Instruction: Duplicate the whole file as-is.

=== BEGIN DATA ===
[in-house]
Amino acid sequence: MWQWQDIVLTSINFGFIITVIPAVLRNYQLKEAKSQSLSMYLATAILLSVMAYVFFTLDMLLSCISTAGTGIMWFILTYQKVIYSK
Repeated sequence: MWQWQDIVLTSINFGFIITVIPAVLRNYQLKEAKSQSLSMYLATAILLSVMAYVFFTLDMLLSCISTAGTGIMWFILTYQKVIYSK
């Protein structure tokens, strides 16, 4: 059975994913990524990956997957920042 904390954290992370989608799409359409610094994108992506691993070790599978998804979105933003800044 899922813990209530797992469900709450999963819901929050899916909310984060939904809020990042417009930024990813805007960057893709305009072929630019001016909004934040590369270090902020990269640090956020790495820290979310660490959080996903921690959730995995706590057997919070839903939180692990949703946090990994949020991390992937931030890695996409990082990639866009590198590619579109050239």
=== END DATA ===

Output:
[in-house]
Amino acid sequence: MWQWQDIVLTSINFGFIITVIPAVLRNYQLKEAKSQSLSMYLATAILLSVMAYVFFTLDMLLSCISTAGTGIMWFILTYQKVIYSK
Repeated sequence: MWQWQDIVLTSINFGFIITVIPAVLRNYQLKEAKSQSLSMYLATAILLSVMAYVFFTLDMLLSCISTAGTGIMWFILTYQKVIYSK
């Protein structure tokens, strides 16, 4: 059975994913990524990956997957920042 904390954290992370989608799409359409610094994108992506691993070790599978998804979105933003800044 899922813990209530797992469900709450999963819901929050899916909310984060939904809020990042417009930024990813805007960057893709305009072929630019001016909004934040590369270090902020990269640090956020790495820290979310660490959080996903921690959730995995706590057997919070839903939180692990949703946090990994949020991390992937931030890695996409990082990639866009590198590619579109050239």